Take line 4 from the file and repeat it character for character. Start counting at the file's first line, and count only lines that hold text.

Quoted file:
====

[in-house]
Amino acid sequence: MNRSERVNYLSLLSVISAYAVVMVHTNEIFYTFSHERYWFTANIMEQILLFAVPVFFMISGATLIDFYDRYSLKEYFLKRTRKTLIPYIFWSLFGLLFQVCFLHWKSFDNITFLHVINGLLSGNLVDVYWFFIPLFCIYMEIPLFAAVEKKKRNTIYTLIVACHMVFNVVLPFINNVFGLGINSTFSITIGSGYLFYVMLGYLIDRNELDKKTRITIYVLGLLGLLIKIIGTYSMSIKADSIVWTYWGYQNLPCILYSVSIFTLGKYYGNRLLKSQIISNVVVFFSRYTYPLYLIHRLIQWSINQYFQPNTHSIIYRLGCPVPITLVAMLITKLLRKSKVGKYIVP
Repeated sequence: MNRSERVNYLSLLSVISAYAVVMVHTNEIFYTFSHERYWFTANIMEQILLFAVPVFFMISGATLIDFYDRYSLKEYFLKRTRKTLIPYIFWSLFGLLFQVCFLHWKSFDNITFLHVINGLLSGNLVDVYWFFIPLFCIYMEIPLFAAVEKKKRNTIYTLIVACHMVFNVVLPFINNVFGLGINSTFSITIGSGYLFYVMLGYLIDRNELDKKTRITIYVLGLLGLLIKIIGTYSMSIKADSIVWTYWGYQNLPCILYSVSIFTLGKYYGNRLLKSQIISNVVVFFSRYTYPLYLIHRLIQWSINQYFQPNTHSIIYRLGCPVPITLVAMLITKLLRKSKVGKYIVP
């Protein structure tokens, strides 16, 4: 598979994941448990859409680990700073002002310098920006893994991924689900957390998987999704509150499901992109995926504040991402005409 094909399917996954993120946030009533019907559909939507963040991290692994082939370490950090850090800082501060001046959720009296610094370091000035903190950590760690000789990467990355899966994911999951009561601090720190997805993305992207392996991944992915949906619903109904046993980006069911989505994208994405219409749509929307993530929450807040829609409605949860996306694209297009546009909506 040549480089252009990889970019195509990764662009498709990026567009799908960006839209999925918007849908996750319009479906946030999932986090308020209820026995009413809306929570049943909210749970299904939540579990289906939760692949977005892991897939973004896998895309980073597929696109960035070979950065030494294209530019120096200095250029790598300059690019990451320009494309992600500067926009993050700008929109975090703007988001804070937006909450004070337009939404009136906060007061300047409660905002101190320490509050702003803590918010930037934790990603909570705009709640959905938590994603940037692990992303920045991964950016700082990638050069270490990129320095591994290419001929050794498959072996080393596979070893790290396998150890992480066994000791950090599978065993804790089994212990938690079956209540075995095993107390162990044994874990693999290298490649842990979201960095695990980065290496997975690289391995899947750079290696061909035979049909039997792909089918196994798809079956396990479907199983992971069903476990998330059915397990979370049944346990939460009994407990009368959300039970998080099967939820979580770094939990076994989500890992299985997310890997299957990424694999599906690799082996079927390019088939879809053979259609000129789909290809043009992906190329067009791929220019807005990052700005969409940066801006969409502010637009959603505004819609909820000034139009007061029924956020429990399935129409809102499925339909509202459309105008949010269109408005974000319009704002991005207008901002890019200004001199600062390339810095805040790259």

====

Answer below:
């Protein structure tokens, strides 16, 4: 598979994941448990859409680990700073002002310098920006893994991924689900957390998987999704509150499901992109995926504040991402005409 094909399917996954993120946030009533019907559909939507963040991290692994082939370490950090850090800082501060001046959720009296610094370091000035903190950590760690000789990467990355899966994911999951009561601090720190997805993305992207392996991944992915949906619903109904046993980006069911989505994208994405219409749509929307993530929450807040829609409605949860996306694209297009546009909506 040549480089252009990889970019195509990764662009498709990026567009799908960006839209999925918007849908996750319009479906946030999932986090308020209820026995009413809306929570049943909210749970299904939540579990289906939760692949977005892991897939973004896998895309980073597929696109960035070979950065030494294209530019120096200095250029790598300059690019990451320009494309992600500067926009993050700008929109975090703007988001804070937006909450004070337009939404009136906060007061300047409660905002101190320490509050702003803590918010930037934790990603909570705009709640959905938590994603940037692990992303920045991964950016700082990638050069270490990129320095591994290419001929050794498959072996080393596979070893790290396998150890992480066994000791950090599978065993804790089994212990938690079956209540075995095993107390162990044994874990693999290298490649842990979201960095695990980065290496997975690289391995899947750079290696061909035979049909039997792909089918196994798809079956396990479907199983992971069903476990998330059915397990979370049944346990939460009994407990009368959300039970998080099967939820979580770094939990076994989500890992299985997310890997299957990424694999599906690799082996079927390019088939879809053979259609000129789909290809043009992906190329067009791929220019807005990052700005969409940066801006969409502010637009959603505004819609909820000034139009007061029924956020429990399935129409809102499925339909509202459309105008949010269109408005974000319009704002991005207008901002890019200004001199600062390339810095805040790259």